Wonder Woman #605
Publisher: D.C. Comics
J. Michael Straczynski & Phil Hester: Writers
Don Kramer, Eduardo Pansica & Daniel Hdr: Pencils
Alex Sinclair: Colors

The long-running Wonder Woman title is up to issue #605 this past week. A-list writer J. Michael Straczynski took over scripting duties with the #600 anniversary issue, and partners with writer Phil Hester in the current issue. Don Kramer, Eduardo Pansica and Daniel Hdr provide the pencils with colors by Alex Sinclair and inks by a large group of artists including Jay Leisten, Marlo Alquiza, Wayne Faucher and Eber Ferreira.

The issue #605 story, entitled "Runaway Fate," provides two interweaving storylines. In the main plot thread, we're introduced to The Morrigan, a team of three evil mythological women, one each from Celtic, Roman and Greek mythology, with the Greek partner in this evil turning-out to be the well-known head of Medusa, whose gaze turns all who look upon her to stone. It seems that the team is alive and kicking in modern-day New York City, and planning a trap for Wonder Woman. A secondary plotline is a flashback to Wonder Woman's childhood, in which she narrates a memory of standing-up for oppressed mortals during her childhood in a remote area of present-day Turkey. By issue's end, the Morrigan have sprung their trap against Wonder Woman, badly injuring her as a cliffhanger for next issue's resumed all-out attack on our hero and her Amazon allies.

While this is an entertaining and well-produced Wonder Woman comic book, it's important to note that the story doesn't have that the style that fans of writer J. Michael Straczynski have come to know and expect from him. My guess is that co-writer Phil Hester is taking the lead here, while Straczynski focuses more on the other DC universe writing efforts that he's responsible for at the moment. There's nothing wrong with that, given that we're still served a high-quality tale that mixes characters and elements of ancient mythology in a modern-day story setting. As with any good Wonder Woman tale, there's equal portions here of grand action and soap opera drama, as our heroine juggles personal friendship issues with all of the "save the world" adventure that's heaped upon her by her supernatural foes. And it all works, advancing the story in ways that are at times absorbing and always entertaining, leaving us with a to-be-continued dramatic cliffhanger for next month's story installment.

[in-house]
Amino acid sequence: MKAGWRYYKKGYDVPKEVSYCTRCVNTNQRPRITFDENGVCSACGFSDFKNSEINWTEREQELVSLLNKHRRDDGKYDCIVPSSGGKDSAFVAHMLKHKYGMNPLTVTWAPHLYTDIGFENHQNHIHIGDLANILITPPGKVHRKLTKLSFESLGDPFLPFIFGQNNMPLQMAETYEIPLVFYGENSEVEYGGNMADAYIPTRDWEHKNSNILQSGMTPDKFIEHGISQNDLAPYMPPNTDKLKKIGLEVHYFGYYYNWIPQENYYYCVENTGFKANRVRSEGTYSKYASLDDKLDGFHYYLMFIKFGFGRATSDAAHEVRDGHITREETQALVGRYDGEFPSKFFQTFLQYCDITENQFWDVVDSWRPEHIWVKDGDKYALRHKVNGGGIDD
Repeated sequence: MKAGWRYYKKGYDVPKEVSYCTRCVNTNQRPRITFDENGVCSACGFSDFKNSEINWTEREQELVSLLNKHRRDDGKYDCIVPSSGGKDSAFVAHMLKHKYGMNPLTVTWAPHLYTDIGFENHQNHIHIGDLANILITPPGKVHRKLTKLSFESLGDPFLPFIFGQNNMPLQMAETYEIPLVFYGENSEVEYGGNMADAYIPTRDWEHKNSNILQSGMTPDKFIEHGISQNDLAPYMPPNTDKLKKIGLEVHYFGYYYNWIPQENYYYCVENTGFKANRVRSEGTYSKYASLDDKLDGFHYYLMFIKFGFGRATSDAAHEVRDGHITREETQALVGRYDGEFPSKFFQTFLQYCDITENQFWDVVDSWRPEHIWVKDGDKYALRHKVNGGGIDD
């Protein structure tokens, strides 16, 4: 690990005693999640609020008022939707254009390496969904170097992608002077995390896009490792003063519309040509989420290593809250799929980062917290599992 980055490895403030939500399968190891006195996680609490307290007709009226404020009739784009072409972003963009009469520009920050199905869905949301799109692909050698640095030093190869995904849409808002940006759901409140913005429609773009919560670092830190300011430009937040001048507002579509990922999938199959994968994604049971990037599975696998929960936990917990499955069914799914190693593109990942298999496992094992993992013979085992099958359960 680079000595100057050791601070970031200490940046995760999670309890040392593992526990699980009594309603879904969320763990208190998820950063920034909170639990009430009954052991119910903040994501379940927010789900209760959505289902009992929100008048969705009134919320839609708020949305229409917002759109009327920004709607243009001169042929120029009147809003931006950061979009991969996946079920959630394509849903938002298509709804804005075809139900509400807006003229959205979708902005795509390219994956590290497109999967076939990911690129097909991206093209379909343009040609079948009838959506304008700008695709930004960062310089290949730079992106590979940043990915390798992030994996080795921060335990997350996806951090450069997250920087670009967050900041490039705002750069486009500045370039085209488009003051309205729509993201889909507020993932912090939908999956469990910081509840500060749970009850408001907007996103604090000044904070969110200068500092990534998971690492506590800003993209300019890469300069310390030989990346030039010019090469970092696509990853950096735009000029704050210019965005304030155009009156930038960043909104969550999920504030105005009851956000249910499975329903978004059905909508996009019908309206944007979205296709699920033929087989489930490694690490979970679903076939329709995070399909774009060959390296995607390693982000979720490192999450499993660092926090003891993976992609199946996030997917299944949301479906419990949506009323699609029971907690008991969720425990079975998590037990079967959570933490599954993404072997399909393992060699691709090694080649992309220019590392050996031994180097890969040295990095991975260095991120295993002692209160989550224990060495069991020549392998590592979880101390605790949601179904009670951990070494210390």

So a deserved positive recommendation for this comic book, with the caveat that its a worthwhile read but lacking the particular "bells and whistles" that Straczynski has been bringing to his solo writing efforts in other DC and Marvel titles over the past few years.

Batgirl #17
Publisher: D.C. Comics
Bryan Q. Wilson: Writer
Pere Perez: Art
Guy Major: Colors

The latest Batgirl title is already up to issue #17 this month. Bryan Q. Wilson continues his ongoing writing of this title, with art by Pere Perez and colors by Guy Major. For the uninitiated, the latest Batgirl is Gotham University student Stephanie Brown, who lives with her physician mother, hiding her crimefighting identity from the world by day while at night she patrolling Gotham, while being mentored via high tech by former Batgirl Barbara Gordon, now known as the computer crimefighting consultant The Oracle.

Issue #17 has the lengthy story title "Batgirl: The Lesson-Frogs, Snails & Puppy-Dog Tails..." Its a very appropriate title, as the plot continues the recent partnering of Batgirl with Damien, the ten-year-old son of Bruce Wayne, who serves as the latest Robin. The pair spontaneously pair-up while on Gotham patrol, to try to solve the mystery of disappearing school children. After infiltrating in civilian guise a school field trip to a museum, the pair discover that a kidnap ring is behind the disappearances. Fast action ensues as our heroes take-on the kidnappers in a runaway bus full of field trip kids, saving the day of course, and freeing the other previously missing schoolkids to boot.

While the above brief story synopsis hits the main points of the storyline, it can't do justice to conveying the wonderful style that the creative team keeps bringing to monthly issues of this title. Writer Bryan Q. Wilson in Number One these days in providing crisp humor, one-liners and a fresh sense of humor that never strays into snarkiness. There's a very strong story element woven throughout this issue, of Batgirl figuring-out how to get through the unbelievably strong walls of isolation that this Damien kid has built about his personality; without being a detail spoiler, Batgirl successfully chips-away at these psychic barriers around the kid, and by story's end she's established a small but significant foothold into helping the human, ten-year-old side of Damien begin to emerge.